Also, last Friday I stood for several hours before a commission established by the Georgian Parliament, chaired by a leader of an opposition party, to investigate the conduct of the war. This is the first time that any leader from this part of the world has been scrutinized live on national television for his or her wartime decisions by a legislative investigation. I have also required every member of my administration and military to make themselves available to the committee.
The real test of the legitimacy of Russia’s actions should be based not on whether Georgia’s democratically elected leadership came to the defense of its own people on its own land, but on an assessment of the following questions. Was it Georgia or Russia (and its proxies) that:
– Pursued the de facto annexation of the sovereign territory of a neighboring state?
– Illegally issued passports to residents of a neighboring democracy in order to create a pretext for invasion (to “protect its citizens”)?
– Sent hundreds of tanks and thousands of soldiers across the internationally recognized borders of a neighboring democracy?
– Instigated a series of deadly provocations and open attacks over the course of many months, resulting in civilian casualties?
– Refused to engage in meaningful, bilateral dialogue on peace proposals?
– Constantly blocked all international peacekeeping efforts?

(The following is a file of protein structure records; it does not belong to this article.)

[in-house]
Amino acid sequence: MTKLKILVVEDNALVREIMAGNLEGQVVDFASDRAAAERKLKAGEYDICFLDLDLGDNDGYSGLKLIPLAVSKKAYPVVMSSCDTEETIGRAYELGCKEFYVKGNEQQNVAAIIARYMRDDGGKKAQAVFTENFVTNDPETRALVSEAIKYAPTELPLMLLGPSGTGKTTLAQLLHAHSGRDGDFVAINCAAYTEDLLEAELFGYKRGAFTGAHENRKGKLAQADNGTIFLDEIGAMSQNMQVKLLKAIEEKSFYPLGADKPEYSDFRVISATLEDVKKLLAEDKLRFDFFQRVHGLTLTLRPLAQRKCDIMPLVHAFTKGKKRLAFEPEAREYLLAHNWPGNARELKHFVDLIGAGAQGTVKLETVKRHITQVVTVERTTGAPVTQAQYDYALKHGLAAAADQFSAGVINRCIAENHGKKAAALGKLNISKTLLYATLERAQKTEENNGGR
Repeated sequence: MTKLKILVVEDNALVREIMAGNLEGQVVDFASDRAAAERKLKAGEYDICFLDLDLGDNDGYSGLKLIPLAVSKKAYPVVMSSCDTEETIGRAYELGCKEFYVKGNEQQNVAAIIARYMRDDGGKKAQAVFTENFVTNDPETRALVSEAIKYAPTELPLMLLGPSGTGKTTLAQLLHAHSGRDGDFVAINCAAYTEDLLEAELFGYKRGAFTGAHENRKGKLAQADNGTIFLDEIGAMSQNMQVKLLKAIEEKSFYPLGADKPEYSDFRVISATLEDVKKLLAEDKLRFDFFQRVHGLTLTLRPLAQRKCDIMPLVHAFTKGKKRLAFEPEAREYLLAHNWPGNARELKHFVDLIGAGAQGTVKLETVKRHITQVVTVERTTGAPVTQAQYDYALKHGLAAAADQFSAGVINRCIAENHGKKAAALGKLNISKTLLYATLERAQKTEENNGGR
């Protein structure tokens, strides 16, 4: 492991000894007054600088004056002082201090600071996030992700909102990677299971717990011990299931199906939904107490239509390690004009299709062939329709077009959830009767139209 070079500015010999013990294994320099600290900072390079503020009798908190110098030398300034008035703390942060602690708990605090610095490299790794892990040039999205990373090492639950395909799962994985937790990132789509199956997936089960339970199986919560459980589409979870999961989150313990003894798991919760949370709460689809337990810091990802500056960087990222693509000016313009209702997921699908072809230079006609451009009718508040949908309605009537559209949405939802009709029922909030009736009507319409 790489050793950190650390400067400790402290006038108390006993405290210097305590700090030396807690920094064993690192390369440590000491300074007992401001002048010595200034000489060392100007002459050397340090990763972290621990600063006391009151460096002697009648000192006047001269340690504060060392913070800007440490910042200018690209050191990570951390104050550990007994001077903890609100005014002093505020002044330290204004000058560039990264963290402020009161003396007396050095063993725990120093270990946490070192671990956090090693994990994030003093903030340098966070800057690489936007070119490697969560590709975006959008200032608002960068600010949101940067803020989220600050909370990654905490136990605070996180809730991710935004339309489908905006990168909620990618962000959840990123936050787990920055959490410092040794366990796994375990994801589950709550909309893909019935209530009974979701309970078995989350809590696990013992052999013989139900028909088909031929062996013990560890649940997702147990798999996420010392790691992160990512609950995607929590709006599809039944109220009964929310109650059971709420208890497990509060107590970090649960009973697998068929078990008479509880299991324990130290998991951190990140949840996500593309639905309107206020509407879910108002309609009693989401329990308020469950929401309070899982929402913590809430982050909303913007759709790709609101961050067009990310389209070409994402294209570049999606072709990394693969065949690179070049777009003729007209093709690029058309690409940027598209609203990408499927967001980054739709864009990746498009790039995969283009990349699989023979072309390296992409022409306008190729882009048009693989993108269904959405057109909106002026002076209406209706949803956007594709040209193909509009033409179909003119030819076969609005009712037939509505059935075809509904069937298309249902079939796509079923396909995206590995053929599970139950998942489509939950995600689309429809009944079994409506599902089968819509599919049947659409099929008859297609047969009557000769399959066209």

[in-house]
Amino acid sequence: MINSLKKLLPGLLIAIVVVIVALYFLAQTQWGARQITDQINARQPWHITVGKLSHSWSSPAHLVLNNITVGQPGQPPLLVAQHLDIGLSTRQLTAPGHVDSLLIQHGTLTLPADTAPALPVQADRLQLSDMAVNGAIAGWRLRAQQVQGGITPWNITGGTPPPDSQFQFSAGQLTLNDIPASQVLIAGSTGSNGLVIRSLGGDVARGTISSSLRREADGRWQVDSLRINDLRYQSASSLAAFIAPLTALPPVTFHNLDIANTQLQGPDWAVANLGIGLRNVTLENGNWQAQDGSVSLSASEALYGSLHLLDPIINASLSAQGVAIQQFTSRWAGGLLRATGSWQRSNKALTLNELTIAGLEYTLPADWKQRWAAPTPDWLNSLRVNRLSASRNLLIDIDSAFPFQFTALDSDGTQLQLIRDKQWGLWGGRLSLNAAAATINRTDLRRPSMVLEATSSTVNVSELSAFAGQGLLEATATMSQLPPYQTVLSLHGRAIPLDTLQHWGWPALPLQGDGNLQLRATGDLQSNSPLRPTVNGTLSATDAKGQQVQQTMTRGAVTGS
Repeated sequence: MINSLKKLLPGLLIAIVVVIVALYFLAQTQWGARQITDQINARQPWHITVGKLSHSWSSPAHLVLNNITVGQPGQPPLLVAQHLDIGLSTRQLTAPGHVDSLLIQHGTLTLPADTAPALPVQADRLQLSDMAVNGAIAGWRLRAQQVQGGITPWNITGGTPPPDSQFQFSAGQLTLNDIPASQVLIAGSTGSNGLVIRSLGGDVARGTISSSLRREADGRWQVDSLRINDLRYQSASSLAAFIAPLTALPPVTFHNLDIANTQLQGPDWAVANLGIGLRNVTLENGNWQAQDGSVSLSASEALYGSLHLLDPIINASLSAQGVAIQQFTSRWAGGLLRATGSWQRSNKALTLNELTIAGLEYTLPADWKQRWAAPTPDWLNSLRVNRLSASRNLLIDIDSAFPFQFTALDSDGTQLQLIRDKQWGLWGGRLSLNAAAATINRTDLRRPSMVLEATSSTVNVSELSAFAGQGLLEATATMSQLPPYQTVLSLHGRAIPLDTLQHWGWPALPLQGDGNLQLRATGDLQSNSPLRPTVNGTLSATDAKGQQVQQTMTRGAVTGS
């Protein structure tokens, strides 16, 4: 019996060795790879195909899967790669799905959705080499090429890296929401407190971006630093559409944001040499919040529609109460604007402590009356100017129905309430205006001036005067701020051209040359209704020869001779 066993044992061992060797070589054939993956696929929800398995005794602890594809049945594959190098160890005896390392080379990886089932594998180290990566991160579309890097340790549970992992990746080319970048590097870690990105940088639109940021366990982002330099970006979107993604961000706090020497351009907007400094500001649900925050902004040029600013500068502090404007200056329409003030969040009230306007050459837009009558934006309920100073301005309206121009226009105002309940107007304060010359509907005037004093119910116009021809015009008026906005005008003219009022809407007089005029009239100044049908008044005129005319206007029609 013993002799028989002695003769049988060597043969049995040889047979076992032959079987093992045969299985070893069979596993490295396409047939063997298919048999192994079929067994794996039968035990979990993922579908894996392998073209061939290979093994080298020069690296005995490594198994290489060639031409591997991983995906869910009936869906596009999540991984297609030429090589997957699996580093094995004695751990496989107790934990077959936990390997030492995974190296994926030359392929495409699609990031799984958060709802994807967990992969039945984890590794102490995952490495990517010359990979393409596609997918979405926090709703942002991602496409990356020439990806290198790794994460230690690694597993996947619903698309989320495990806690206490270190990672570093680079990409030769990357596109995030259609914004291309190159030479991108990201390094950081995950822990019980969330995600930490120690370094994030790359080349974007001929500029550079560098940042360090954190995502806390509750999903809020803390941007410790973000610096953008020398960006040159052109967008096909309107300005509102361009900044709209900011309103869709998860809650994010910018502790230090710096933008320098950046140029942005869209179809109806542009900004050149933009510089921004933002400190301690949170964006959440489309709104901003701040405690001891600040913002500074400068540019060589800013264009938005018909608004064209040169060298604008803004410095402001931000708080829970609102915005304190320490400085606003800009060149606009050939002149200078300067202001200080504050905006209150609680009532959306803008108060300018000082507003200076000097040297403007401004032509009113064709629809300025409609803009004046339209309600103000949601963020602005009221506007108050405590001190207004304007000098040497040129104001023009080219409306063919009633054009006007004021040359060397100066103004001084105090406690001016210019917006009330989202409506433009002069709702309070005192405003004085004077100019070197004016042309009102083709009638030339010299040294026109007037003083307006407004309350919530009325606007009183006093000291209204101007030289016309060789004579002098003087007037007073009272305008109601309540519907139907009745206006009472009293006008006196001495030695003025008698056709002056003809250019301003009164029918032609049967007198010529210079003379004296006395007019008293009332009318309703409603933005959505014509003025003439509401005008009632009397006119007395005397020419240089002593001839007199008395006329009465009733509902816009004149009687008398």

– Refused to attend urgent peace talks on South Ossetia organized by the European Union and the OSCE in late July?
– When the crisis began to escalate, refused to have any meaningful contact (I tried to reach President Dmitry Medvedev on both Aug. 6 and 7, but he refused my calls)?
– Tried to cover up a long-planned invasion by claiming, on Aug. 8, that Georgia had killed 1,400 civilians and engaged in ethnic cleansing — “facts” quickly disproved by international and Russian human-rights groups?
– Refused to permit EU monitors unrestricted access to these conflict areas after the fighting ended, while engaging in the brutal ethnic cleansing of Georgians?
These are the questions that need to be answered. The fact that none can be answered in Russia’s favor underscores the grave risks of returning to business as usual. Russia sees Georgia as a test. If the international response is not firm, Moscow will make other moves to redraw the region’s map by intimidation or force.
Responding firmly to the Putin-Medvedev government implies neither the isolation nor the abandonment of Russia; it can be achieved in tandem with continuing engagement of, and trade with, Russia. But it does require holding Russia to account. Moscow must honor its sovereign commitments and fully withdraw its troops to pre-August positions. It must allow unrestricted EU monitoring, and accede to the international consensus that these territories are Georgia. Such steps are not bellicose; they are simply the necessary course to contain an imperial regime.
We all hope that Russia soon decides to join the international community as a full, cooperative partner. This would be the greatest contribution to Georgia’s stability. In the interim, we should make sure that we do not sacrifice democracies like Georgia that are trying to make this critical part of the world more stable, secure and free.
Mr. Saakashvili is president of Georgia.